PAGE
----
Harper, Mulcair, Trudeau all members of anti-gay churches

Harper is a member of the Christian and Missionary Alliance Church of Canada. I’ve known that for some time. But, as it happens, Trudeau and Mulcair are both members of the Catholic Church. I have to admit to being stunned when I discovered this.1

Now, to be clear, I wasn’t surprised that they’re all Christian. After all, every single Prime Minister and every single Governor General in the history of Canada has been Christian. It’s weird in it’s own way, sure.

The problem is that the Alliance Church and the Catholic Church are anti-gay. That is to say, simply, that they both officially and explicitly believe that gay behaviour is sinful. For similar reasons, both churches are also anti-trans.

Think about what that means for a minute. Within the Catholic and Alliance religious life, for example, no gay behaving person can hold religious office. But this is just a single tiny claw of a much larger monster.

There are many people who try to cover for these churches. “Many members are gay!” they say. “Trudeau and Mulcair were both at Pride this year!” they say. “Ireland legalized gay marriage!” they say. “Our church leaders are trying to change!” “Catholics don’t really care about that!” “The Pope wants to fix it!” “Hate the sin, love the sinner!” “Harper loves gay people!”

I’m here to tell you that Alliance Church folks love gay people the same way they love murderers and rapists and liars. And similarly so for Catholics. They hate gay canoodling like they hate thieving. These are sins against God in heaven. That is the explicit, official doctrine of Harper’s church and also Mulcair and Trudeau’s church.

These are indisputable facts.

And these are facts that have significance. Consider, for example, the vast amounts of money that the Alliance Church spends exporting their beliefs around the world. With roughly 500 Alliance Churches across Canada, and 120,000 members, Canada is an Alliance Church stronghold. They are a missionary, evangelical church and they take “saving” people very seriously.

Or, to really get the impact and magnitude of this, consider what it might be like as a young person being raised in a community that believes homosexual tendencies are an impulse to be curbed not unlike killing your brother or possessing your mother. I get that many Catholics don’t think this, but to the extent that they don’t, they are being bad Catholics. And those Irish Catholics who voted in favour of gay marriage, to the horror of their priests, were being bad Catholics. The same would be true of Alliance Church members who don’t hold the view that gay behaviour is a sin. But, as it happens, I’ve never met one that wasn’t completely devout in this sense.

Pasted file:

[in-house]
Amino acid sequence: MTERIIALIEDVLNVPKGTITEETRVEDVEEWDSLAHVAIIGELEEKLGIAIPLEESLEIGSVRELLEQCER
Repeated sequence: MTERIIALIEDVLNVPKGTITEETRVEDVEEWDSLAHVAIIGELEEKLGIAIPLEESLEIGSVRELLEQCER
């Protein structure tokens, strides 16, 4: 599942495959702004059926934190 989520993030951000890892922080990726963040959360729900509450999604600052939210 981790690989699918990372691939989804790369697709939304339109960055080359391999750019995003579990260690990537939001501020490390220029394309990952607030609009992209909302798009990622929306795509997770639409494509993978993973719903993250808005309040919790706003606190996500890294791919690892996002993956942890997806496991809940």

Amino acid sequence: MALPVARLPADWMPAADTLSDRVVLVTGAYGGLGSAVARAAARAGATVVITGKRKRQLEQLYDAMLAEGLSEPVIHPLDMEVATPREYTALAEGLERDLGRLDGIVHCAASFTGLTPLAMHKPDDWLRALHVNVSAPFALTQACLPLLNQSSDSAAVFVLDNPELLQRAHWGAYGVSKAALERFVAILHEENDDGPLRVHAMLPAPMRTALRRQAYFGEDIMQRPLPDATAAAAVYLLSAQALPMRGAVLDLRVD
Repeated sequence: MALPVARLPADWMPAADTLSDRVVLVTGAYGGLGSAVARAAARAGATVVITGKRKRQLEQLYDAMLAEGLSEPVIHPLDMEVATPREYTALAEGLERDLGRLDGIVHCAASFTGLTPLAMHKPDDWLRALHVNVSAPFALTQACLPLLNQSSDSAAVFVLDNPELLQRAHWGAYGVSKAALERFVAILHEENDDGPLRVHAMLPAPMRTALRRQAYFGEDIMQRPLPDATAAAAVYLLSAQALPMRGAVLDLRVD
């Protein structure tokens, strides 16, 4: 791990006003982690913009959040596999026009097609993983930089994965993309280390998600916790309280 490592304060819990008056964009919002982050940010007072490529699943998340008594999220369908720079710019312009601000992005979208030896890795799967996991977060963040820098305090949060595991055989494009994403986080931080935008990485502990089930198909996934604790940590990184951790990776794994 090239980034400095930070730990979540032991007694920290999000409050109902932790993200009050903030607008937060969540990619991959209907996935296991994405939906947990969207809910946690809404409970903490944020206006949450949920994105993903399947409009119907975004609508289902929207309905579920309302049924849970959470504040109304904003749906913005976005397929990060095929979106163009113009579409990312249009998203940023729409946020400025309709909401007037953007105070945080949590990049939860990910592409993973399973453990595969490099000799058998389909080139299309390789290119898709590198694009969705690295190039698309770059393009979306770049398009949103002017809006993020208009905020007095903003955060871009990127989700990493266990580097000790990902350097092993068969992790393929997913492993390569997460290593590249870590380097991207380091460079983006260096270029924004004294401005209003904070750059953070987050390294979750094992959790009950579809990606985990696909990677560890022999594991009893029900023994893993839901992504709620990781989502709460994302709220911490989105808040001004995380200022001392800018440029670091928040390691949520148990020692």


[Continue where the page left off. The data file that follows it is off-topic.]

Again, these facts have consequences.

The American Psychology Association considers anti-gay “conversion therapies” to be fraudulent and dangerous. We’ve banned them in Ontario and many American states. And yet the “therapy” the APA is officially and scientifically opposed to, forms the moral animus of how to raise children in a Catholic or Alliance Church family.

Try to fathom that.

If a young man in an Alliance Church community holds hands with his boyfriend, he will be instructed, encouraged, lectured, grounded, prayed, persuaded, explained, shamed, cajoled, supported, corrected, threatened, interventioned, loved, forgiven and educated not to.

What the rest of us will see as a normal and healthy act of teenage romance, or even love, these churches will see as a moral failing. To be corrected.

It seems to me that this kind of torrential social force is more potent, and more harmful, than gay “conversion therapy”.2

And it’s not just children. The social policing for teenagers, and adults, is also immense. And one of its endpoints is ex-communication from the church, from the community, and from the family. And they will call this tough love. And they will wait for a joyous, prodigal return.

The fact that the three leaders of the three main parties running in the federal election subscribe to this kind of Christianity, is appalling.3

Yes, I get that the Catholic Church has gotten soft and cagey and a little obfuscatory on this issue. They’ve gone a little underground with their, um, official ideology.

And to be fair to Mulcair and Trudeau, I think it’s fair to say that the Conservatives, by and large and in the long run, are a much more anti-gay institution than either the NDP or the Liberals are. I think it’s similarly fair to say that the Conservatives are more anti-trans. Alliance Church ministers, for example, are still recording themselves giving sermons about how acts of gender transition and gay love are moral abominations.4

And so here we are. Mulcair and Trudeau and Harper are each members of an anti-gay church.

I suspect that none of them personally thinks that gay behaviour is a sin. Well, Harper might. Someone should ask them though, because the moral doctrine of their religious communities proclaims that it is.

Comic strip: "Jesus called us to love everyone, especailly people who are really hard to love..."

Illustration by Molly Allice.
Find Molly on Twitter: @mollyalicehoy
Comic source.

  1. Elizabeth May is an Anglican. The Anglican church is not uniform in it’s acceptance of gay marriage nor gay clergy. Thanks to its decentralization, individual churches have ordained openly gay office members.
  2. This is an open question. Consider it a hypothesis. But even if this social force is equally or less harmful than “conversion therapy”, my point that it’s still seriously impactful holds.
  3. It’s not clear to me that we should actually let the Anglican Church off the hook here.
  4.  Having said that, the Catholic Church is bigger and has more reach, so the impact of their doctrine has to be understood in those terms as well.